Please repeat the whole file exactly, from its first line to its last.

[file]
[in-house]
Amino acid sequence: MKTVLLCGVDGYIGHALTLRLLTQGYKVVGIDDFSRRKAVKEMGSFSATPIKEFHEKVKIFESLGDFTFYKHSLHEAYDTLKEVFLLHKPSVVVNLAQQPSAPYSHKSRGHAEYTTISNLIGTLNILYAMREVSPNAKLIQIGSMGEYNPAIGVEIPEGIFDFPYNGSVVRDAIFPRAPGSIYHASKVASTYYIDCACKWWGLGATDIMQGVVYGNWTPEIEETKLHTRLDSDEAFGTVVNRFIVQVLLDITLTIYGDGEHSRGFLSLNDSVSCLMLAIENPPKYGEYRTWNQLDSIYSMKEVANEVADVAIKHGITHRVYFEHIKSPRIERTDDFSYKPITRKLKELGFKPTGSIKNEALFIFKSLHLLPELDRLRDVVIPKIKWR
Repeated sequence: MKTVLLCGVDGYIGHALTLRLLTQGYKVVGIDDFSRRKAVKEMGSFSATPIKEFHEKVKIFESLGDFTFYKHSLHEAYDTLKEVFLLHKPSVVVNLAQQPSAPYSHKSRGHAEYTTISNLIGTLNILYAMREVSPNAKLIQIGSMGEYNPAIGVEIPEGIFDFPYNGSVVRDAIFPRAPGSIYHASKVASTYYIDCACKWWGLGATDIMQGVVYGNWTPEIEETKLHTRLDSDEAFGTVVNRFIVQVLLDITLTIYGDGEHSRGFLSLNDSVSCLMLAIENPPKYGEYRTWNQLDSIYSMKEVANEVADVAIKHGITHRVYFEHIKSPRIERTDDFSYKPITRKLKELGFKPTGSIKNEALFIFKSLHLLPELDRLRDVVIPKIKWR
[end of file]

[in-house]
Amino acid sequence: MKTVLLCGVDGYIGHALTLRLLTQGYKVVGIDDFSRRKAVKEMGSFSATPIKEFHEKVKIFESLGDFTFYKHSLHEAYDTLKEVFLLHKPSVVVNLAQQPSAPYSHKSRGHAEYTTISNLIGTLNILYAMREVSPNAKLIQIGSMGEYNPAIGVEIPEGIFDFPYNGSVVRDAIFPRAPGSIYHASKVASTYYIDCACKWWGLGATDIMQGVVYGNWTPEIEETKLHTRLDSDEAFGTVVNRFIVQVLLDITLTIYGDGEHSRGFLSLNDSVSCLMLAIENPPKYGEYRTWNQLDSIYSMKEVANEVADVAIKHGITHRVYFEHIKSPRIERTDDFSYKPITRKLKELGFKPTGSIKNEALFIFKSLHLLPELDRLRDVVIPKIKWR
Repeated sequence: MKTVLLCGVDGYIGHALTLRLLTQGYKVVGIDDFSRRKAVKEMGSFSATPIKEFHEKVKIFESLGDFTFYKHSLHEAYDTLKEVFLLHKPSVVVNLAQQPSAPYSHKSRGHAEYTTISNLIGTLNILYAMREVSPNAKLIQIGSMGEYNPAIGVEIPEGIFDFPYNGSVVRDAIFPRAPGSIYHASKVASTYYIDCACKWWGLGATDIMQGVVYGNWTPEIEETKLHTRLDSDEAFGTVVNRFIVQVLLDITLTIYGDGEHSRGFLSLNDSVSCLMLAIENPPKYGEYRTWNQLDSIYSMKEVANEVADVAIKHGITHRVYFEHIKSPRIERTDDFSYKPITRKLKELGFKPTGSIKNEALFIFKSLHLLPELDRLRDVVIPKIKWR